The appearance of Evans as Captain America is an overt marketing gimmick, yes, to connect the Marvel films together, and to let us know that Winter Soldier is coming up. So perhaps there is a purpose for the cameo, but that purpose is based in economics, not art.

However, most significantly, this scene could have been omitted from the film without losing anything pertaining to the story, the film’s themes, or its character arcs.

You can’t say the same of the moments with Madison, Luke, Van Clemmons, Leo or Sax in Veronica Mars, and that’s the crucial distinction.




3. You would think that if Veronica Mars is mere “fan service,” the film would be dominated by scenes of three of the franchise’s most popular supporting characters: Wallace Fennel, Mac, and Vinnie Van Lowe.

Yet, because the film’s central mystery does not directly impact these characters, they are afforded relatively little screen-time.

Instead, they appear only when they serve a function in the overall narrative.  Vinnie is in one scene, essentially, where he provides crucial information about stolen spy computers.

Again, the necessities of fan service would have put these folks front and center…whether they belonged in that position or not.

So if all the makers of Veronica Mars cared about was “fan service,” then why not put the fan favorites where we can see them?





4. Stereotypically speaking, it seems,  fans would desire a happy ending for “their” movie, right?

Instead, the film ends with Logan leaving Neptune for 180 days, and Veronica left to stew in the after-math of her choice. Meanwhile, Mac works for Evil Incarnate, the Kane Software Company, and Mr. Mars is badly injured, recuperating in a hospital. Also, Weevil seems to return to a life of crime.

Lastly, a conspiracy is still afoot in Neptune, one that takes the life of a franchise character.

If the movie is mere fan service, why not just feature a happy ending and be done with it?

And come to think of it, why no nudity either?  Don’t you think the fans would have liked that?

If Veronica Mars sought to vigorously massage the fan base,  it could have featured a far more graphic love scene than the one now in the picture.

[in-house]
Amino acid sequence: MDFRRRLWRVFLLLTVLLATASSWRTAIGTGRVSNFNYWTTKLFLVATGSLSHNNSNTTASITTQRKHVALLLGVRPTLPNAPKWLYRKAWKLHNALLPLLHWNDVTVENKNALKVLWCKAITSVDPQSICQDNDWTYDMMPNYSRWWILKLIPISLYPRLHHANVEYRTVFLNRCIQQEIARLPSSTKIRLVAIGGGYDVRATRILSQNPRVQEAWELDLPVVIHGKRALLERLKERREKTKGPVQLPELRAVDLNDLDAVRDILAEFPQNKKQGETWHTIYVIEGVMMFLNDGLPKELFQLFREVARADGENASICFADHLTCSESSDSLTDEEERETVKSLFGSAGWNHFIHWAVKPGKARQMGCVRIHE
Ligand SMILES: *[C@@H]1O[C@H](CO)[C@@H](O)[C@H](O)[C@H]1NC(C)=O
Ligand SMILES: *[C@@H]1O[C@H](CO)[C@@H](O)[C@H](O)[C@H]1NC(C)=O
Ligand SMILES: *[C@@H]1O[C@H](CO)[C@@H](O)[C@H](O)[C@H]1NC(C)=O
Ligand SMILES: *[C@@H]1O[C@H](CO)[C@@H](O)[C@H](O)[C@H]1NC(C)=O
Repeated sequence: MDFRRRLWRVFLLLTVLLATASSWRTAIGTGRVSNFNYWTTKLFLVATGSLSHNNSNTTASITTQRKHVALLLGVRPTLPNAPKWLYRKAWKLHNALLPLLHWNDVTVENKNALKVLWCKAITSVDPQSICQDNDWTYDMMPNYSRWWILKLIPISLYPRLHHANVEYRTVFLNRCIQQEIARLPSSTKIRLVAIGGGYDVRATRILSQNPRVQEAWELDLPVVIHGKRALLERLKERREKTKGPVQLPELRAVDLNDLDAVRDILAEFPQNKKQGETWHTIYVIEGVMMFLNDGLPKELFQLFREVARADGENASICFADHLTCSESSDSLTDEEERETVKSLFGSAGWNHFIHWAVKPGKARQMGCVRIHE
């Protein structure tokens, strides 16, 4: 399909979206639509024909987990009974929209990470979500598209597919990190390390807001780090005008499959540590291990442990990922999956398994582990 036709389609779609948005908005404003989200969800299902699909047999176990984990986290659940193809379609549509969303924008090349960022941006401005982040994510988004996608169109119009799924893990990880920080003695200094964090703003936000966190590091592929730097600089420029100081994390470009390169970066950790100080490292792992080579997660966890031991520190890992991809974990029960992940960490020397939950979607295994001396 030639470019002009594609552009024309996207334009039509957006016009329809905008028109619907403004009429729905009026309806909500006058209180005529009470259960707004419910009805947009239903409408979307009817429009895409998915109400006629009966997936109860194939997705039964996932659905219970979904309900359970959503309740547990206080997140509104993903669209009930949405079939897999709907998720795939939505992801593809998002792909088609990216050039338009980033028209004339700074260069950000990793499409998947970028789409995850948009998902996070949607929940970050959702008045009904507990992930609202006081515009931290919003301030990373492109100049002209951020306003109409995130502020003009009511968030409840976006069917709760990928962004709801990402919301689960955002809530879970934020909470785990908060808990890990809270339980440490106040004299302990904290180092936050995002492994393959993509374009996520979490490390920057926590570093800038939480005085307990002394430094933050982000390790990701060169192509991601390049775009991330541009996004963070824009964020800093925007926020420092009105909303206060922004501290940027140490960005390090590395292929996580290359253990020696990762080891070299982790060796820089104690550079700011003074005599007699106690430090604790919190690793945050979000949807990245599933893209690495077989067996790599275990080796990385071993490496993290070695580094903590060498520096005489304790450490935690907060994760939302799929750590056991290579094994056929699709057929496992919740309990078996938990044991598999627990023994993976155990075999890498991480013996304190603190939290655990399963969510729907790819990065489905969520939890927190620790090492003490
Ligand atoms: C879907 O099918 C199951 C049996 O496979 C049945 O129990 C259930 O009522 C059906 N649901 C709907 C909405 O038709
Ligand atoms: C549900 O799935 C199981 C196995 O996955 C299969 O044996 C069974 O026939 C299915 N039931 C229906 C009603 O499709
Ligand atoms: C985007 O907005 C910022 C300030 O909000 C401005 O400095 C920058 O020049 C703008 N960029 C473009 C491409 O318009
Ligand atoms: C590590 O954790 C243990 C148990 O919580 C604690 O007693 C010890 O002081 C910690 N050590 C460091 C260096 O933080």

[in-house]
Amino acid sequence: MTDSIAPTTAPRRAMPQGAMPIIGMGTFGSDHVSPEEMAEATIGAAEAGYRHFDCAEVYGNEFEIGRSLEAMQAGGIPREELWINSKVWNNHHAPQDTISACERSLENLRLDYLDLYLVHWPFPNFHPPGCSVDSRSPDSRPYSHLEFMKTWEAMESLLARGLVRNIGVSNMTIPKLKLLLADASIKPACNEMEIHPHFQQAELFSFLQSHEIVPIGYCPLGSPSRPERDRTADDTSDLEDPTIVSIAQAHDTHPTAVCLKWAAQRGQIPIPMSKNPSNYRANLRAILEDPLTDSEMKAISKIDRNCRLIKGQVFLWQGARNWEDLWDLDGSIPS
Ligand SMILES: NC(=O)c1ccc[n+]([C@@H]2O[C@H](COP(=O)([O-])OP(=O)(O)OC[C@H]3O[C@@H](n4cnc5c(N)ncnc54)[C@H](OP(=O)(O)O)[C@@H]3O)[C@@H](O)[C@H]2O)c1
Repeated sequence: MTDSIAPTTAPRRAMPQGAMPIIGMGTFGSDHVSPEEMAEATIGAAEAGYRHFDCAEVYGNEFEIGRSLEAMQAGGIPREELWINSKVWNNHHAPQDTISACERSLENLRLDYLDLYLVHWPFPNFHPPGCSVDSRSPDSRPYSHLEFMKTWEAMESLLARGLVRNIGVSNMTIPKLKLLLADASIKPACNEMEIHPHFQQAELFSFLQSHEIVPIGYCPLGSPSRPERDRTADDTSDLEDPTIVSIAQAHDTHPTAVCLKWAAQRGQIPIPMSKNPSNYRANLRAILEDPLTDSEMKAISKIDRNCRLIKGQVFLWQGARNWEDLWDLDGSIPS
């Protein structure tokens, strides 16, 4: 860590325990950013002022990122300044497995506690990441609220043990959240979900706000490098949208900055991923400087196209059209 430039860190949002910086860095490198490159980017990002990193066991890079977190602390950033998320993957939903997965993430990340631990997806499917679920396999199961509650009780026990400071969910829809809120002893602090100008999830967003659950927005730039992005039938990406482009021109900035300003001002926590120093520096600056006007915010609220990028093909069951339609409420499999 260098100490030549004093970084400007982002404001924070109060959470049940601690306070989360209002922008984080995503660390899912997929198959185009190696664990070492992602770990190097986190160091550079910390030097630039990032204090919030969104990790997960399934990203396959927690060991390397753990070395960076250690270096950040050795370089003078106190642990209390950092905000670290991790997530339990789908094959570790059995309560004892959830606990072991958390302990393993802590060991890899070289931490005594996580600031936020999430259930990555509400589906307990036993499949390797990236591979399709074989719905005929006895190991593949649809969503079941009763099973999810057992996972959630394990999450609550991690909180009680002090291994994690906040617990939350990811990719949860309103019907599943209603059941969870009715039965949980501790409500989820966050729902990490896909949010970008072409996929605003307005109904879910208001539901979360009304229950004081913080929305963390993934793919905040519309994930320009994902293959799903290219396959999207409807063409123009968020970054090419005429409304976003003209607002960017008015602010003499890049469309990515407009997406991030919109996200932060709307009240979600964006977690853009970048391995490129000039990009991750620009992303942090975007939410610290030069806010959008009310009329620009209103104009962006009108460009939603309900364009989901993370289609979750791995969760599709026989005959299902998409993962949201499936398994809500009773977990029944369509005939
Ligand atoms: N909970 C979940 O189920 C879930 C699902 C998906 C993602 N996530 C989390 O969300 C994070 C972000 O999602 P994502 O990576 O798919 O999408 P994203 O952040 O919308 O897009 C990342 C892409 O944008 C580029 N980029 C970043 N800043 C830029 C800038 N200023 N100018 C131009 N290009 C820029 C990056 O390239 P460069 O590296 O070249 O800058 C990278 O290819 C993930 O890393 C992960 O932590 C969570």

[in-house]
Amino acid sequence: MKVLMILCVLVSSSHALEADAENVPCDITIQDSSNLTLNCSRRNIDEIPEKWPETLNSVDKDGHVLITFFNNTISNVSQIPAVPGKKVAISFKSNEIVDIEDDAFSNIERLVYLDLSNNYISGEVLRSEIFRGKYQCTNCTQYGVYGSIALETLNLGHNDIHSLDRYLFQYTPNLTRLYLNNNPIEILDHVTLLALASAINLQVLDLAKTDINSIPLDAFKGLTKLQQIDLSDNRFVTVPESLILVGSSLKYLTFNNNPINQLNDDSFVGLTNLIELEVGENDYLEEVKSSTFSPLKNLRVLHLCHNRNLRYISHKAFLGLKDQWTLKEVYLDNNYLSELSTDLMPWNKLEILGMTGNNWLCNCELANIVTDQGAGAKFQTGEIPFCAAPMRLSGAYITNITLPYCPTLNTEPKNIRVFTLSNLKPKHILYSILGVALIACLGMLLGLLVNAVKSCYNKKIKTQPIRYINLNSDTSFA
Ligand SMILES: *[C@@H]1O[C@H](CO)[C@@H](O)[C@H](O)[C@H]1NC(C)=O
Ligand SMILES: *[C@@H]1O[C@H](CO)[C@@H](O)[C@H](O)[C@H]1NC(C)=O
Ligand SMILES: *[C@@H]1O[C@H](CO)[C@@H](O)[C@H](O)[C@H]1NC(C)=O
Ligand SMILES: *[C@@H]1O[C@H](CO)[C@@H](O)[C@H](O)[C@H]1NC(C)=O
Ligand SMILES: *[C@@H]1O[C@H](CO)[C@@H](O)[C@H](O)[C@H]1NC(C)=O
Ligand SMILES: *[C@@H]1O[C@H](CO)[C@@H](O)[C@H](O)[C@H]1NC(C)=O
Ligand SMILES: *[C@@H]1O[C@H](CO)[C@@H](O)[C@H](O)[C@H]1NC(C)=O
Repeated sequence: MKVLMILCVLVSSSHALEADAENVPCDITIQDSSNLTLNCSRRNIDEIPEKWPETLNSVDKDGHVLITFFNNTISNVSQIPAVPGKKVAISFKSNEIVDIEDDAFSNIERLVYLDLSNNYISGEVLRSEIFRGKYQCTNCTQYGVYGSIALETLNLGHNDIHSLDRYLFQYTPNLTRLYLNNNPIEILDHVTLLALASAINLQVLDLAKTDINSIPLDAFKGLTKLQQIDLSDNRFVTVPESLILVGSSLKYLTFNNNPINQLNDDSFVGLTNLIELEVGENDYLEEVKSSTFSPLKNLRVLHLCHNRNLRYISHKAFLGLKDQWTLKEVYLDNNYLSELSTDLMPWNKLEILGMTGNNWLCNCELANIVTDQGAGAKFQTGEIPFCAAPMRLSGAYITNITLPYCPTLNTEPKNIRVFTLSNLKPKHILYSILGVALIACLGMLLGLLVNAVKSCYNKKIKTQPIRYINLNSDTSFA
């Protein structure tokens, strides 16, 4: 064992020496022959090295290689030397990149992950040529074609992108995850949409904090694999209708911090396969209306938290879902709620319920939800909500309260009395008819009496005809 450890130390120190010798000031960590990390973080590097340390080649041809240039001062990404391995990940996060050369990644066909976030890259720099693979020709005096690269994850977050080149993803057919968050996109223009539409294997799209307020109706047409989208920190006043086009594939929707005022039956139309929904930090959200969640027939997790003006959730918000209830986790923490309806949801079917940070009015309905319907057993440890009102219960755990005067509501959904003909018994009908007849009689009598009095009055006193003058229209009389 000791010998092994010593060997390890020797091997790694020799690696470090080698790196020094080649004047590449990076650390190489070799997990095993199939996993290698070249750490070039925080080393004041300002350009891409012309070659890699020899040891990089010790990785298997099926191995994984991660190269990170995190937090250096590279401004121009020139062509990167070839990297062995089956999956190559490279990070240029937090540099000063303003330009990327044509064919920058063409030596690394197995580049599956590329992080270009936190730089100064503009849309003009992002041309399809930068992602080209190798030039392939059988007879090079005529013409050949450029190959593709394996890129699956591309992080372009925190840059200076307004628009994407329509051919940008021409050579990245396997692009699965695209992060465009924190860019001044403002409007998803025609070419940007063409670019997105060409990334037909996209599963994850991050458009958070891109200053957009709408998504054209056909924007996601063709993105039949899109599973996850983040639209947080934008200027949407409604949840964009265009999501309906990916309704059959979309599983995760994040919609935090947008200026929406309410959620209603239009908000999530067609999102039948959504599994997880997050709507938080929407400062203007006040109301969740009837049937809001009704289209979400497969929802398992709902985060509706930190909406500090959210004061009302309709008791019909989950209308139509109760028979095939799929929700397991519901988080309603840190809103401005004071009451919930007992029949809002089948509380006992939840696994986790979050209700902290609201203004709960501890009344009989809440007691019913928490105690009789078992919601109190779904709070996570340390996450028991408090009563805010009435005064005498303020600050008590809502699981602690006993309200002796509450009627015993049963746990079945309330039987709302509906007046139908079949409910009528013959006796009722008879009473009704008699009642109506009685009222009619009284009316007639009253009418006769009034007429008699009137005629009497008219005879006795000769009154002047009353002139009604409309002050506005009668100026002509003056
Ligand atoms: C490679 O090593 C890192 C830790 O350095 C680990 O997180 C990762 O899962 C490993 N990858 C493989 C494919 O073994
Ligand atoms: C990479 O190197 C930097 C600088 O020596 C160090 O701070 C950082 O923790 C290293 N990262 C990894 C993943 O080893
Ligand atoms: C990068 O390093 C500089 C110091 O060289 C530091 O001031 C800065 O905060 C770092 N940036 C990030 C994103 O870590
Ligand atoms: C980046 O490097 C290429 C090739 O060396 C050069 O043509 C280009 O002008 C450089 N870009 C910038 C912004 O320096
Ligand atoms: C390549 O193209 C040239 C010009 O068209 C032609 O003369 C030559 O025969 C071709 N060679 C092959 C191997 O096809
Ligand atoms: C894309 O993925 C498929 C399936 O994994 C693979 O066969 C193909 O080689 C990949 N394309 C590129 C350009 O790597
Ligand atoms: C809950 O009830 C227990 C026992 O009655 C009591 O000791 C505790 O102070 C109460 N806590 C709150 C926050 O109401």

5. Finally and most importantly, let’s discuss the film’s artistry.

Veronica Mars’ resurrects the series’ conceits about class-warfare, updating the premise for the age of “stop-and-frisk.”

The local police establishment is stained with corruption, and is actively seeking to incarcerate and remove any element it considers undesirable, guilty or not.  The not-so-secret agenda, however,  is to make Neptune a community where only the rich and the famous can live and all others — the worker class — will have to be bused in from…somewhere else.

Ask yourself: is this idea the very one that fans were dying to see, or an artistic re-assertion of the franchise’s central philosophy?

A real “fan service” movie might have just seen Veronica returning to Neptune to help Logan escape a murder charge. The focus would have been on that relationship, and not the haves-vs-the-have-nots conflict, or the general creepiness of Kardashian culture.

Similarly, the Veronica Mars movie, as an update of the film noir format, revolves around modern technology. The mystery involves many Web 2.0 Age devices and programs. The dialogue obsesses over “Google alerts,” “memory sticks,” “in-boxes,” “sex tapes,” and tablets programmed with the capacity to spy on their owners.

In every sense, the film’s central mystery suggests the ways that our modern technology fails to connect us, but rather transforms us into voyeurs….or worse.

Again, one must ask:  is this something that the stereotypical fan was yearning deeply for, or a legitimate social critique, the bread-and-butter of the series?





IT seems to me that far too many critics are obsessed with the idea that Veronica Mars can’t be discussed as a real film because fans got it made.

The fact that fans were involved in the film’s economic genesis seems a way only of ignoring the film’s trenchant commentary about America in the Age of Celebrity.

In other words, many critics are talking inside baseball to convince readers the film is somehow unworthy, when they should be gazing at the film’s actual text to discern what it says, and how well it says it.

These critics  shouting “fan service” seem a lot like the franchise’s entitled 09’ers.  They appear from a distance to be defending a turf — and the status quo — for fear that real democracy might bring more crowd-funded movies, and more Veronica Mars.

To which I respond: Marshmallows of the world, unite! Veronica Mars is again blazing trails…

Posted: 20th, March 2014 | In: Film, Key Posts Comments (2) | TrackBack | Permalink